Sunday, April 10, 2016

The Masters

I grew up playing golf. The first time I remember going to the golf course, I was probably nine years old. I grew up in a small town that had a Par 3 City golf course. My brother and I took lessons for kids and played a few times.

When I got older, my mother suggested, in the way only a mother can do, that I try out for the high school girls golf team. I made the team, but it was probably because they were desperate for players. So I played golf in high school but quit when I started college.

The first spring I lived in Georgia, two things impressed me. The beauty of the azaleas and the Masters. If you turn on ESPN, the golf channel, or your local news, I'm sure you've heard mention of this prestigious tournament and seen the beautiful azaleas.



I always enjoy hearing about the players and their lives and what inspires them. To compete at this level, or really any love there has to be determination and dedication.

I'm sure you've all heard of Tom Watson. He won the Masters twice. At sixty-six years old, he played his final Masters this year. Friday he received a standing ovation as he walked to the 18th green. He ended with 152 which was two shots over making the cut. Amazing!

Then there's Bubba Watson. He's a UGA graduate, and one of my favorite players. He has shared his personal story of trying to adopt to encourage and inspire others. Twice Bubba and his wife, Angie, had adoptions fall through. At last in 2012, Bubba played in the Masters while Angie remained in Florida completing the adoption of their son, Caleb. What a sweet victory. He won the Masters and more important, they finally had a child.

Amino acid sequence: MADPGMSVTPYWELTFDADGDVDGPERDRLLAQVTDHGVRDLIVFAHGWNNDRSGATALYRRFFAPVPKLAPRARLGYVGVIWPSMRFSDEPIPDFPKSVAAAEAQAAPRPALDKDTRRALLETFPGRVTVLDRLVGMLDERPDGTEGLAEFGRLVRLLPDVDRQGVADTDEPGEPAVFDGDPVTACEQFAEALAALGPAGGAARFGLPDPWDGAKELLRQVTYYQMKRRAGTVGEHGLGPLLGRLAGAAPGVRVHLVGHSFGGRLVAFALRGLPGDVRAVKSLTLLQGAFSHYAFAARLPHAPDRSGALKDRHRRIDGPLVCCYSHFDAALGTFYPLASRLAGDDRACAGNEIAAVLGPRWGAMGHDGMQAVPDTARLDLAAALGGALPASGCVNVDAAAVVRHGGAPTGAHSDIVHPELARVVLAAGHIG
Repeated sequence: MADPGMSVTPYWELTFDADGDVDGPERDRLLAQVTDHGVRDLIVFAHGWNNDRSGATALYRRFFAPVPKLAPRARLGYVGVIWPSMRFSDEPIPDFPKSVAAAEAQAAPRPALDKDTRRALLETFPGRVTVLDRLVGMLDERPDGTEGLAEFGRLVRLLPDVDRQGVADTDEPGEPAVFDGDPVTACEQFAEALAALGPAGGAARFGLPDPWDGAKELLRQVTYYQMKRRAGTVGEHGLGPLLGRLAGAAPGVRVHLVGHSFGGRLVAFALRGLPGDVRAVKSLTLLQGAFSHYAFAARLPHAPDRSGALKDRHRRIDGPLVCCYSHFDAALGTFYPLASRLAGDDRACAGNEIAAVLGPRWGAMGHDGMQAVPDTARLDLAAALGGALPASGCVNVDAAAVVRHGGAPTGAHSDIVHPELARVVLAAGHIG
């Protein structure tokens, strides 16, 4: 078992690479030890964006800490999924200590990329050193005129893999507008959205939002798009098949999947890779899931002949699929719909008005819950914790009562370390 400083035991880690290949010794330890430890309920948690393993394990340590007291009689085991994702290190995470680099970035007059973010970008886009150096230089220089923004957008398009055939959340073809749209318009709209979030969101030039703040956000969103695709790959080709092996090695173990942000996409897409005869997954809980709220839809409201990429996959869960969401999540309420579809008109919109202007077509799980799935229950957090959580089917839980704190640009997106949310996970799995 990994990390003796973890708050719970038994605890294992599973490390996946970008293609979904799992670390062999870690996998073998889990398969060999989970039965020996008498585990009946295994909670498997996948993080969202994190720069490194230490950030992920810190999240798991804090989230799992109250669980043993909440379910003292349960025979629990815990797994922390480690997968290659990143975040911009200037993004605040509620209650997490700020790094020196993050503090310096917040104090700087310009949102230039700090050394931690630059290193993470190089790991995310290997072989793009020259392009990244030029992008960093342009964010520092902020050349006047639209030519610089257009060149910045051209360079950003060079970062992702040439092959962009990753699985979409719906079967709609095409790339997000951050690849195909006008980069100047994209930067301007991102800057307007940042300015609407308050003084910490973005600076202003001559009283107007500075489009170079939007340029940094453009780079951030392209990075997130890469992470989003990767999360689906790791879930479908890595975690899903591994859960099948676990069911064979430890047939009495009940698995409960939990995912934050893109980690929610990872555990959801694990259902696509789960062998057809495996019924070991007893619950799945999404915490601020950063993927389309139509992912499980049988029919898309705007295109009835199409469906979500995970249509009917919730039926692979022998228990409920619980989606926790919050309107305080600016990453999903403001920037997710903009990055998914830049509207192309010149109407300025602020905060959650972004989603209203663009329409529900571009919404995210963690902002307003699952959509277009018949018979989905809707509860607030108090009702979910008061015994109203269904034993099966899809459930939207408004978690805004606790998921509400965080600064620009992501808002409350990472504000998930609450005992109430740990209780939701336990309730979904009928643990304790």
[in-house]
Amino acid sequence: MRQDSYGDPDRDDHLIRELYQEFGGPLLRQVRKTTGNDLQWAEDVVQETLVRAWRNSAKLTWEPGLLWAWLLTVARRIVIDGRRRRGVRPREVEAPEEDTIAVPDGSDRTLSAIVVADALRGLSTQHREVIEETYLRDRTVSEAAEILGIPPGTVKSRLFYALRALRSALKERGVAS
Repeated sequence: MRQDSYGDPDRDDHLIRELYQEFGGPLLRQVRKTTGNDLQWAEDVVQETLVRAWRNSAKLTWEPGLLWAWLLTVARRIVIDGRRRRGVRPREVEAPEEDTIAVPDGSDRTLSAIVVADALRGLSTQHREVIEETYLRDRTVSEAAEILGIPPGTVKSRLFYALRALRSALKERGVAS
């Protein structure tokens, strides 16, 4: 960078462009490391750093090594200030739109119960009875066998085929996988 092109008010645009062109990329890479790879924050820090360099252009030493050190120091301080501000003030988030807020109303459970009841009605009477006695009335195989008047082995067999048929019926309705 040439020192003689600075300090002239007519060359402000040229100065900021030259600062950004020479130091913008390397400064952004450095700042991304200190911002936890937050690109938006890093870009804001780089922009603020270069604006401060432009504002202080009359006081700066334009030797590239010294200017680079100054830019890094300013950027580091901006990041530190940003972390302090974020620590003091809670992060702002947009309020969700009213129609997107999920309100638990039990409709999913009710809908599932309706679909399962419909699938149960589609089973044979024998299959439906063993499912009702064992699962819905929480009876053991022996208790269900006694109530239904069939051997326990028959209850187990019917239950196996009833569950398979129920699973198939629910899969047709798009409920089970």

Phil Mickelson continues to play competitively despite having psoriatic arthritis.

Do you know about Jordan Spieth? His parents were college athletes. Jordan played baseball before transitioning to golf at twelve years old. His brother, Steven plays basketball at Brown University. And Jordan is a devoted big brother to his sister, Ellie. I've seen her at many of his tournaments cheering for him.

Rory McIlroy won four major championships by the time he turned twenty-five. The Masters is the elusive title he's yet to win.
I can only imagine the pressure he's putting on himself to win this year.


So if you are channel surfing and see golf, please don't think it's a silly game. There is so much more to these men than golf.

2 comments:

  1. Of course, I root for Americans, but it would be really something if "old man" Bernhard Langer won at 58. Kind of boggles the mind to think he won twice before Jordan was born.

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    1. Terri, that's so funny you mentioned this. Tim and I were just comparing Langer and Jordan Spieth. It should be a fun day!

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